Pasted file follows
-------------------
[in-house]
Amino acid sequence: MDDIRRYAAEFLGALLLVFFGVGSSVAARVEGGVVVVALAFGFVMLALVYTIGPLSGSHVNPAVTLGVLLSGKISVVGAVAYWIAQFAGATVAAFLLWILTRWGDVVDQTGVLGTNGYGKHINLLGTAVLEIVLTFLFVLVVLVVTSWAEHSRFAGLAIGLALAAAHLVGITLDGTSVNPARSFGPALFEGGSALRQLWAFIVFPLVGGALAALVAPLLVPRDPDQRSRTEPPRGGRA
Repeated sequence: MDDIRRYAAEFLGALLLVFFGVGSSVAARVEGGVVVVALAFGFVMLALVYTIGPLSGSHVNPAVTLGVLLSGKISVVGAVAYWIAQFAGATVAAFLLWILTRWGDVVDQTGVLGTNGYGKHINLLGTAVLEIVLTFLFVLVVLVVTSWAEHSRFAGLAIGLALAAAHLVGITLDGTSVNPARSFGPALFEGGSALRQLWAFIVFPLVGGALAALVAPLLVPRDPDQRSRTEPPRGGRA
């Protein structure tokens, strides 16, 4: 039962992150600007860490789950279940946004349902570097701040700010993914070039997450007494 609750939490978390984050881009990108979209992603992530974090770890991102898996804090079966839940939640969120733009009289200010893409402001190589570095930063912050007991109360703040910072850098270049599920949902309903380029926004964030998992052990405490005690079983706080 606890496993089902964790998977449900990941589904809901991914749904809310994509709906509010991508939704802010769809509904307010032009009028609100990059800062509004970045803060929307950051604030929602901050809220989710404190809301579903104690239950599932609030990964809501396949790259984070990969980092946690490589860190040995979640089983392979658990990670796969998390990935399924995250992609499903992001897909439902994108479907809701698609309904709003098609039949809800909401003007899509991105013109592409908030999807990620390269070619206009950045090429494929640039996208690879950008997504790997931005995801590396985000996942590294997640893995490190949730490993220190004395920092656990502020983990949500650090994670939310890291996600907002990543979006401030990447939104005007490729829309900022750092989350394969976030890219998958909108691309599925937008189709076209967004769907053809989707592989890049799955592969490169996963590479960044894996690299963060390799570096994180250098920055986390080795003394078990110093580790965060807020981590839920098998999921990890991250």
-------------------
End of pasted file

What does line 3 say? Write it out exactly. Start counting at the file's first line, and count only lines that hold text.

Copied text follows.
Repeated sequence: MDDIRRYAAEFLGALLLVFFGVGSSVAARVEGGVVVVALAFGFVMLALVYTIGPLSGSHVNPAVTLGVLLSGKISVVGAVAYWIAQFAGATVAAFLLWILTRWGDVVDQTGVLGTNGYGKHINLLGTAVLEIVLTFLFVLVVLVVTSWAEHSRFAGLAIGLALAAAHLVGITLDGTSVNPARSFGPALFEGGSALRQLWAFIVFPLVGGALAALVAPLLVPRDPDQRSRTEPPRGGRA